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Tennessee Historical Commission won’t hear confederate statue waiver request on Oct. 13

The administration of the Tennessee Historical Commission has cited a new set of rules governing waiver applications as the basis for why the state board cannot grant the City of Memphis an Oct 13 hearing on a waiver request to move the statue of Confederate General Nathan Bedford Forrest from Health Sciences Park.


The opinion was conveyed in a letter addressed to Memphis City Attorney Bruce McMullen and set up the possibility that the City of Memphis would not get a waiver hearing until February 2018.


In a written statement, Strickland said the commission’s administration had moved unilaterally to delay the city’s request for months.


“(This) opinion for delay has been made without a vote of the commission,” Strickland said. “We are hopeful that a majority of the commission members themselves support our petition and are equally hopeful that this bureaucratic maneuver is not being used to blunt the momentum we’re seeing in our city in support of our petition.”


Citing a unified front that includes Shelby County Mayor Mark H. Luttrell Jr., the Memphis City Council, the Shelby County Commission, the business community, 77 diverse members of the clergy and support across political spectrums, Strickland said he still plans to attend the Oct. 13 to “make a personal request of the 29 commissioners for them to hear our waiver petition.”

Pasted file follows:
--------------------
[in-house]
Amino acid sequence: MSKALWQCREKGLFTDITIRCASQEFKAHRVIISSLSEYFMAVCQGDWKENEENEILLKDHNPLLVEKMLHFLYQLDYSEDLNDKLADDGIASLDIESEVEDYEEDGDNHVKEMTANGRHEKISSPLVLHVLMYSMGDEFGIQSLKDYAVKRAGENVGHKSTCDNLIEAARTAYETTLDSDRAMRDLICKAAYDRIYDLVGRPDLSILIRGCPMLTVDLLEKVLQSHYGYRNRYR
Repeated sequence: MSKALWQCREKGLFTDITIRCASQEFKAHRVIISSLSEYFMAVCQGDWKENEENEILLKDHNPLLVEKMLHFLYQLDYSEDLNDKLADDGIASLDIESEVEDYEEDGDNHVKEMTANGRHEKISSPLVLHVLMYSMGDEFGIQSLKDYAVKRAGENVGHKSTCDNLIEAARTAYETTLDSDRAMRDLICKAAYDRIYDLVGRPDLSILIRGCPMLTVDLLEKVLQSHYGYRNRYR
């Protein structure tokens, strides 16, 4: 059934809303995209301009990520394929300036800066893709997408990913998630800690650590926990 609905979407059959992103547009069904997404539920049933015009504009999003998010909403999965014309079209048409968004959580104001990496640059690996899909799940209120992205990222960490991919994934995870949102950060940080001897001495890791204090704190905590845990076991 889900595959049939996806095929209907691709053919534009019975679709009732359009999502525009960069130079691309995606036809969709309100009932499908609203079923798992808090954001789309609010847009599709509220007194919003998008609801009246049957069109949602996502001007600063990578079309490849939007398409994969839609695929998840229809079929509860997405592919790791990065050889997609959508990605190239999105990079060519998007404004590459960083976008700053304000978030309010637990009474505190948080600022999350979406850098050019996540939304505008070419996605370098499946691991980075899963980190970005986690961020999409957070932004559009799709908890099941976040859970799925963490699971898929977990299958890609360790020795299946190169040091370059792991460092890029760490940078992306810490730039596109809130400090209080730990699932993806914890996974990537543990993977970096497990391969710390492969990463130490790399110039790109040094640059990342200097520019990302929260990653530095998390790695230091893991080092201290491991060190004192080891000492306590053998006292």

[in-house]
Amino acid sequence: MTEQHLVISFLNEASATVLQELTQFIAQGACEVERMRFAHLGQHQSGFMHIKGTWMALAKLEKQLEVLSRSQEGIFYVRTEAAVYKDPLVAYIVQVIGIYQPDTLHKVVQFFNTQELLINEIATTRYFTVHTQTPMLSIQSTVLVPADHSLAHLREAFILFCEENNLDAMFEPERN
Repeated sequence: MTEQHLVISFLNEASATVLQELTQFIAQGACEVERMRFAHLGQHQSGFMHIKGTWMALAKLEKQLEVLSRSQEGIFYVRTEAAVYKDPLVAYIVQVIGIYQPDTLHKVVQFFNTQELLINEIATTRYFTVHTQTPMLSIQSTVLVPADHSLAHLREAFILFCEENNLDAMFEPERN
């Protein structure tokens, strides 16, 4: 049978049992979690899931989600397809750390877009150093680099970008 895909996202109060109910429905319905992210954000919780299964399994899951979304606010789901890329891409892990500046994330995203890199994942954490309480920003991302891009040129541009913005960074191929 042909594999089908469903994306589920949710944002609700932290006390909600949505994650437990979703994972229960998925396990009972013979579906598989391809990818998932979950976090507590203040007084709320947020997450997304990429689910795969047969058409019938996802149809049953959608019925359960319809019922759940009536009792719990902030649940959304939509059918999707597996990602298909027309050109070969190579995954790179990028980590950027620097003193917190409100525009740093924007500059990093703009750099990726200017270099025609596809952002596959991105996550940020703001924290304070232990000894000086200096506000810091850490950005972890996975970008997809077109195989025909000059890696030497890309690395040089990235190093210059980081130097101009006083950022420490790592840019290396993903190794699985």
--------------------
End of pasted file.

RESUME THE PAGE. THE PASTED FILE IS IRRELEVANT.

City Council Attorney Alan Wade has said it would “be easier to have someone executed by lethal injection than it would be getting a waiver from the THC.”


Wade drafted a resolution that would declare the statues of confederate general Nathan Bedford Forrest and Jefferson Davis (president of the Confederate States of America) public nuisances. The ordinance would allow the statues to be removed without state permission – or at least be covered up. It undergoes final reading at next Tuesday’s Memphis City Council meeting.


Activist Tami Sawyer with #TakeEmDown901, a group aiming to have all Confederate monuments taken down city wide, said the group was prepared for just such a move as made by the commission’s administration.


“I was not surprised at the outcome as the commission work was designed to protect Confederate statues,” Sawyer said in a prepared statement. “Through #takeemdown901, we have called for immediate removal of Statues from Memphis and have been ignored and blocked by our mayor. The statement sent yesterday does not acknowledge the 5,000 signatures delivered in support of removal nor the work of #takeemdown901. …(We) will move forward with our work and plans…” as we were prepared for this decision.


As for the statue of Jefferson Davis, which sits in Fourth Bluff Park, a waiver request has yet to be filed by the city.


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